Hospital leaders in Florida take on the competition
NCH’s Allen Weiss combines numbercrunching with a focus on prevention.
In 2000, NCH Healthcare System faced the end of its long run as the only hospital provider in Collier County. Cleveland Clinic, which already had operations in Broward County, was building a hospital in Naples. Realizing that competition for medical staff was about to heat up, William Crone, then CEO of NCH, asked if a local rheumatologist, Dr. Allen Weiss, would join NCH.
For 23 years, Weiss had owned a successful private practice in Naples. He also had been a volunteer leader of a local network of NCH-affiliated physicians. Crone believed that with Weiss in a top management position, NCH could boost its physician relations.
Weiss joined NCH as chief medical officer and soon became president, focused on demonstrating improvements in patient outcomes. An early advocate of electronic health records, he saw the ability to “slice and dice” data as crucial to providing better care. “It’s not just about being nice” to patients or physicians, he says. “You have to give patients a better chance of survival if they come to your hospital.”
In 2006, Weiss became CEO. That same year, the 83-bed Cleveland Clinic Naples, after failing to get state approval to offer heart surgery, became part of Health Management Associates, which has since become part of Franklin, Tenn.-based Community Health Systems.
Today, NCH competes in Collier against two Physicians Regional hospitals operated by Community Health Systems. Weiss estimates that NCH has a 75% market share in Collier.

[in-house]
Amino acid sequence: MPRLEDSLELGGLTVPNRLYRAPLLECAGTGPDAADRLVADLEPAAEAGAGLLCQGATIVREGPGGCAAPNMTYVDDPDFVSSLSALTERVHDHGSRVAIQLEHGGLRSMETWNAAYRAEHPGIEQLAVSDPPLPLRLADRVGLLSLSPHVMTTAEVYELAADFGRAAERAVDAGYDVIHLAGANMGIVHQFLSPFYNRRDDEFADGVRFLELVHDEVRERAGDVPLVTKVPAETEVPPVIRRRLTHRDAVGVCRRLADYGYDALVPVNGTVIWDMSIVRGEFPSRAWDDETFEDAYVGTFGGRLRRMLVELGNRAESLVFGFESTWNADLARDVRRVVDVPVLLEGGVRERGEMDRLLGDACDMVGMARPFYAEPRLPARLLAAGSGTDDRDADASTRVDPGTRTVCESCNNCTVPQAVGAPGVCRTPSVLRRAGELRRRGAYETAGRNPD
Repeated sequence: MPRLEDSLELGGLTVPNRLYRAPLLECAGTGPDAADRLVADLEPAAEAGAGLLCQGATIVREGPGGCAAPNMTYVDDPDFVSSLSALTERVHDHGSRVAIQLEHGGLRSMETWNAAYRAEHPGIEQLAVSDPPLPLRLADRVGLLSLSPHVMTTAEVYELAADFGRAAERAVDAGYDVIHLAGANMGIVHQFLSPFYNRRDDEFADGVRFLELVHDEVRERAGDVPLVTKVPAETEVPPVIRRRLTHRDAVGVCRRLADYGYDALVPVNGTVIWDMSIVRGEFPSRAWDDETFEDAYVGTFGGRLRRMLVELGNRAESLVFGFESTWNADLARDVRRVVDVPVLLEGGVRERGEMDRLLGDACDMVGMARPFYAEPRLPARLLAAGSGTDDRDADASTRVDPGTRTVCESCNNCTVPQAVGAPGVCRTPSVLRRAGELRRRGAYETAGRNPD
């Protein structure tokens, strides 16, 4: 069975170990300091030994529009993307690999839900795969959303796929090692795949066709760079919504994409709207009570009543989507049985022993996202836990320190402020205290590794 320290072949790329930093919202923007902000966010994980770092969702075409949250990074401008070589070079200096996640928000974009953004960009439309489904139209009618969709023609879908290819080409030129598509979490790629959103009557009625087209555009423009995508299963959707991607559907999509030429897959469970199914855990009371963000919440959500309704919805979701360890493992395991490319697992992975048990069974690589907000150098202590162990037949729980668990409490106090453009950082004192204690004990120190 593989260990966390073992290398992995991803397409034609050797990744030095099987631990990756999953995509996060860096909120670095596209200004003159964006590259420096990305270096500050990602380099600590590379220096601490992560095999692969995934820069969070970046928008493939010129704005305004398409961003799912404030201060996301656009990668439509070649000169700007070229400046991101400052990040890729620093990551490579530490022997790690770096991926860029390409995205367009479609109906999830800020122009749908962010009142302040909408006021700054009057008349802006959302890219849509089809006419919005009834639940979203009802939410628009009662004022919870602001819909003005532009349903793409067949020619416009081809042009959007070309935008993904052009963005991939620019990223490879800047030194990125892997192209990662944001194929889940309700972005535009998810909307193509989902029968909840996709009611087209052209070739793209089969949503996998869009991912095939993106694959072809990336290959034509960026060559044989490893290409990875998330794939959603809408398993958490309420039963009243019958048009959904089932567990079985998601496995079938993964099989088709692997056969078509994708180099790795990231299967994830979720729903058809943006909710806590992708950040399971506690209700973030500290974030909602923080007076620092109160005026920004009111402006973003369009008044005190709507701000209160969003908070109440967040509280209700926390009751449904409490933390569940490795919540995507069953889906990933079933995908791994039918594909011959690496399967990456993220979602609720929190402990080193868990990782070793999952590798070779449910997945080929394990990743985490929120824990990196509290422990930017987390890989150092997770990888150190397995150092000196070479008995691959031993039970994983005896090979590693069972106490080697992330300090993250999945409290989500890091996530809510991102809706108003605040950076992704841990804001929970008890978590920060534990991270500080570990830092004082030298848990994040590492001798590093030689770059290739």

“Prior to 2003, we didn’t win any quality awards,” he says. “In 2003, we got a quality award for cardiology and had a huge celebration. Now, we get something like that every month.”
Weiss grew up in Philadelphia, the second of three sons. His dad was a high school vice principal who also owned a small marketing business; his mom helped run the business out of their home. Weiss studied biology and chemistry at LaSalle University in Philadelphia.
“I lived at home during college. I was socially not mature, which may have been an advantage,” he says. “I was much more studious than I might have been otherwise.”
Weiss attended medical school at Columbia University in New York City. He then completed his residency training at New York Presbyterian Hospital and did a rheumatology fellowship at Cornell University’s Hospital for Special Surgery.
After vacationing in southwest Florida, he thought Naples would be a good place to work and raise a family. In 1977, he opened a practice in downtown Naples, specializing in geriatrics, internal medicine and rheumatology. “At the time, New York was going through a financial crisis, and Florida was about to take off economically,” he says. “I got busy fast.”
During his 23 years in private practice, Weiss employed a small staff. He grew increasingly interested in the business side of health care, and in 1999 he enrolled in the executive MBA program at Florida Gulf Coast University. “I still love this book,” he says, pulling a worn paperback, “Understanding Financials,” off a shelf in his office.
When Weiss joined NCH in 2000, the nonprofit hospital system was financially insecure, he says. “We had two weeks of cash on hand.” Things were only a little better when he took over as CEO six years later.
“Revenues were good, but we had out-ofcontrol expenses,” he says. “I was certain that reimbursements from insurance companies were not sustainable long-term and that everyone was going to have to go on a diet. You’re better off going on a diet early. It doesn’t get any easier later.”
Weiss changed his management team and instituted a hiring “frost,” meaning slower job growth. Meanwhile, NCH nurses were considering forming a union. On the advice of a consultant, Weiss began writing an employee newsletter to recognize their work and make them feel valued, he says. Eventually, the nurses didn’t unionize.